Physical anthropology is the study of the biocultural diversity in humans. The interaction between culture and biology produces a variety of human adaptations that are traced through the following venues: Primate fossil records, primate and human behavior, and human biological variation.
Social Science. An anthropological and sociological examination of ethnic and racial relations and identities within and between different socio-cultural groups. This includes an analysis of beliefs about ethnicity and race, focusing on their development through historical processes.
Social Science. This class will explore major methods and theories archeologists use to explore North American prehistory from their origins to the present. Regional diversity in tribal adaptations and lifeways are explored by using examples from archaeology, biological anthropology, and cultural anthropology.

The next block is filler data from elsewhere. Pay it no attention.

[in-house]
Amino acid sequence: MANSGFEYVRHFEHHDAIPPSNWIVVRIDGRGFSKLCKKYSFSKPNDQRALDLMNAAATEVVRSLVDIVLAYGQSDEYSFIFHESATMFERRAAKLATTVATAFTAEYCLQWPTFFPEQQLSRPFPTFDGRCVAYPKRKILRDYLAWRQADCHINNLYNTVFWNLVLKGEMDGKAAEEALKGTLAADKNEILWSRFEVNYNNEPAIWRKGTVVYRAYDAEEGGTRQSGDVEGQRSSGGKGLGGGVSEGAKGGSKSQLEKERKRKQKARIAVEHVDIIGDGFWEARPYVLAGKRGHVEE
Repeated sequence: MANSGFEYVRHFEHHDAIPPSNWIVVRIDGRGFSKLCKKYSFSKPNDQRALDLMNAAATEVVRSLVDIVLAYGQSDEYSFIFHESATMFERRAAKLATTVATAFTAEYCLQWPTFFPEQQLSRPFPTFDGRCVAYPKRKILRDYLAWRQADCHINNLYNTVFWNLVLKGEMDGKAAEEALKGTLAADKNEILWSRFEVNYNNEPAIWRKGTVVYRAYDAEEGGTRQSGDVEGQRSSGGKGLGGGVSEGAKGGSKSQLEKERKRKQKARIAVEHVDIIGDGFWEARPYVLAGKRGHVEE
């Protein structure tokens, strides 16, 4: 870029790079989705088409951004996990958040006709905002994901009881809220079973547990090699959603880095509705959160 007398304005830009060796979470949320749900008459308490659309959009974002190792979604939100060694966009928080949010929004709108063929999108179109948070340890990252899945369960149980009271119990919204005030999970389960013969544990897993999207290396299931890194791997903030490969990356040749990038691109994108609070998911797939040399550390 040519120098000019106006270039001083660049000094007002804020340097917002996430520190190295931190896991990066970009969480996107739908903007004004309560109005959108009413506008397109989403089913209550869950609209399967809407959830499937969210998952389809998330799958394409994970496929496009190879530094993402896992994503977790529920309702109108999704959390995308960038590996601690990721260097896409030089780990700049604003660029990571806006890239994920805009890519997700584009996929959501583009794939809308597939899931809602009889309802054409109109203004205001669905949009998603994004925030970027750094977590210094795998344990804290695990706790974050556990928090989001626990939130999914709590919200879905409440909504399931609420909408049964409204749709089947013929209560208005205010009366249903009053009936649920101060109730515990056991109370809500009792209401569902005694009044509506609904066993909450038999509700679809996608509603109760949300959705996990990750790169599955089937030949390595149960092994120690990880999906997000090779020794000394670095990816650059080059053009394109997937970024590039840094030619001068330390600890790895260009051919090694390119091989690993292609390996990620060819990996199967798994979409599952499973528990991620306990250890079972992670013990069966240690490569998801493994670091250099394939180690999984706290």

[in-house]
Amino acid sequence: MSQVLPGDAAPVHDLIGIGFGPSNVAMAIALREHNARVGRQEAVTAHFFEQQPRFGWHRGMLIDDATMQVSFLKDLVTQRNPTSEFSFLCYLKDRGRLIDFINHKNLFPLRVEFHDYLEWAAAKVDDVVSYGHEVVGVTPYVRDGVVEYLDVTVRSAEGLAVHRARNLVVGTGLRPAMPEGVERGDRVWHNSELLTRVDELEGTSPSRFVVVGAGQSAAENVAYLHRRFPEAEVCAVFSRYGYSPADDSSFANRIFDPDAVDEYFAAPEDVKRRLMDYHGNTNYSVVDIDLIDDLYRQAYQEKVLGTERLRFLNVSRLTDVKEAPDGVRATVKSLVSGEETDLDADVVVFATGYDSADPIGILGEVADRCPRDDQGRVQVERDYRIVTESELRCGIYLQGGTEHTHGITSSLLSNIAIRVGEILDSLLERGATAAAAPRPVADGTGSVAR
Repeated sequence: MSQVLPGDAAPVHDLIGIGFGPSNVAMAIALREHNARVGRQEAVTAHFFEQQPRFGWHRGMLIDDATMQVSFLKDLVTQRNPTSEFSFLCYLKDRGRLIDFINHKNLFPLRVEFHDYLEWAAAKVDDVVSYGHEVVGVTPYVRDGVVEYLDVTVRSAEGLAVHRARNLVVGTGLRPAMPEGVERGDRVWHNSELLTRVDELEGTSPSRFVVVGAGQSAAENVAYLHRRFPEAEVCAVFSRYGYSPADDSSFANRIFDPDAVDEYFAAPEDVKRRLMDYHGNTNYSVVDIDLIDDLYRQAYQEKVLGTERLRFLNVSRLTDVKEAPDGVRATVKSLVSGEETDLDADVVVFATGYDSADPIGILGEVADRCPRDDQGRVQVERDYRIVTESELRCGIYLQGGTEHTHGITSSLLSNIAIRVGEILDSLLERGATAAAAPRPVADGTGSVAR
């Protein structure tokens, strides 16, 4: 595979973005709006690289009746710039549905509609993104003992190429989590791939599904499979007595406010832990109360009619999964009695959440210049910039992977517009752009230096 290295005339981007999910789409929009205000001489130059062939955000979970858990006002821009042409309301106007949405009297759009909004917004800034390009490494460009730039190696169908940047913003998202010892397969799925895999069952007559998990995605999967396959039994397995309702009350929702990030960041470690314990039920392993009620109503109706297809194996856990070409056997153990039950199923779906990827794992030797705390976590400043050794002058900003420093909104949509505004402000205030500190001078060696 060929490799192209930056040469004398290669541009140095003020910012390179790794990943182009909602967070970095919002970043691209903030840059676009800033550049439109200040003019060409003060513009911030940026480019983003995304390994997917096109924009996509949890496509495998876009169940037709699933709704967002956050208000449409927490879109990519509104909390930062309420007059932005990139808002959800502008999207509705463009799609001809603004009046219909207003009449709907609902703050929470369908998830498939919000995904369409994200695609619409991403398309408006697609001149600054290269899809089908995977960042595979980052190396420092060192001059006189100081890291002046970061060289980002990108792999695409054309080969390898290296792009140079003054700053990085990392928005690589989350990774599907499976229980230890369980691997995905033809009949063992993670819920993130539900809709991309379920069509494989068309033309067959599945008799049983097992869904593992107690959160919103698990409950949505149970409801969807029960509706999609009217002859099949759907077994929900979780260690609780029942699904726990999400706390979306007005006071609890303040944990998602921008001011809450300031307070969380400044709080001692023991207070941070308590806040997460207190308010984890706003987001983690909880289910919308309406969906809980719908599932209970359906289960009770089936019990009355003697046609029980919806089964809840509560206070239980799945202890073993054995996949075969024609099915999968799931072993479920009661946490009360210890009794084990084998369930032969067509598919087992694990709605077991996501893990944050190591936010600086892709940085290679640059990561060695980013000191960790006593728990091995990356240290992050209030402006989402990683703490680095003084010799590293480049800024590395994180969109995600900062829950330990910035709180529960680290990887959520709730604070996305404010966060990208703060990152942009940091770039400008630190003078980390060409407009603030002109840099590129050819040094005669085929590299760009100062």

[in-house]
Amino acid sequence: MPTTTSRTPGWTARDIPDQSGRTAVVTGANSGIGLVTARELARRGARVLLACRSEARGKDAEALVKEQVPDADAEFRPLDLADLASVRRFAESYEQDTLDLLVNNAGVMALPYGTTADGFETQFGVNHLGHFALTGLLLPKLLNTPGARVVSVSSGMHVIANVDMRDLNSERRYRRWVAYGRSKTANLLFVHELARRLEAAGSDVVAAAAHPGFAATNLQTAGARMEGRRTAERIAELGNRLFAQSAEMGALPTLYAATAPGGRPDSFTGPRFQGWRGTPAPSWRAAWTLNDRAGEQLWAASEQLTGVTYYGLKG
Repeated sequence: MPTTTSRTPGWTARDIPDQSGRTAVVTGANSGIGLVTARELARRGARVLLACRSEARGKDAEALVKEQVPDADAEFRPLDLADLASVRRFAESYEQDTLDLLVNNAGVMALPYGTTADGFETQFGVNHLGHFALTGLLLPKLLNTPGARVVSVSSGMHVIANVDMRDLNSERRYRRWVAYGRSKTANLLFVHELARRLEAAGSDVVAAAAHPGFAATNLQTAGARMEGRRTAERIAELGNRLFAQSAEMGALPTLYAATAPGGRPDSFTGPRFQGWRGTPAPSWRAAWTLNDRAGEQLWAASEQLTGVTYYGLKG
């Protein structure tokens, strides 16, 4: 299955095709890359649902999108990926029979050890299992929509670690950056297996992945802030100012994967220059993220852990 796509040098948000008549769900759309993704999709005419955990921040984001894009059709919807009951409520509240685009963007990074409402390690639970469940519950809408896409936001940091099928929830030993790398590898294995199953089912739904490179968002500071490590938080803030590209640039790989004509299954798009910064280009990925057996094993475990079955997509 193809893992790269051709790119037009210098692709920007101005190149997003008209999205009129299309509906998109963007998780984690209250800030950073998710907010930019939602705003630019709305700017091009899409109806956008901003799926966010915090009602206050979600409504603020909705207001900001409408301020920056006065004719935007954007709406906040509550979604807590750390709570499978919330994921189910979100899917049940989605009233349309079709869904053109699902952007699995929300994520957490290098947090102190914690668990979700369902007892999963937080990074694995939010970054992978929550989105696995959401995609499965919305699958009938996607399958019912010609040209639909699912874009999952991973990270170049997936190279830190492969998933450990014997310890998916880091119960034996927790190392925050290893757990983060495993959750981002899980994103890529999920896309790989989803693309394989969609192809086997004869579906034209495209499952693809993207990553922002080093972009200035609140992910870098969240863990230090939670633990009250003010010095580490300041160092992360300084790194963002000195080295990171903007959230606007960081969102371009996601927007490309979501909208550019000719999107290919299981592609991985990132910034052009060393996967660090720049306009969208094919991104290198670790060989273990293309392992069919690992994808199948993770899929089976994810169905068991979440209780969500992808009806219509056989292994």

Forensic Anthropology (skeletal forensics) is the use of Biological and Physical Anthropology techniques, methods and theory related to human identification and death investigations. This course will introduce basic knowledge of the human skeleton and basic terms and principles of forensic anthropology including recovery of skeletal remains and reconstructing biological profiles (age, sex, stature, ancestry). The course will also discuss the responsibilities and ethical considerations of working with human skeletal materials.
Social Science. This class will explore the roots of violence including biological, psychological, social and anthropological aspects so that the student can deepen their understanding of the complexities of violence. The class will explore many dimensions of violence including warfare, domestic violence, political violence and religious violence comparing these across cultures around the world. The class will also explore ways to control and prevent various features of violence.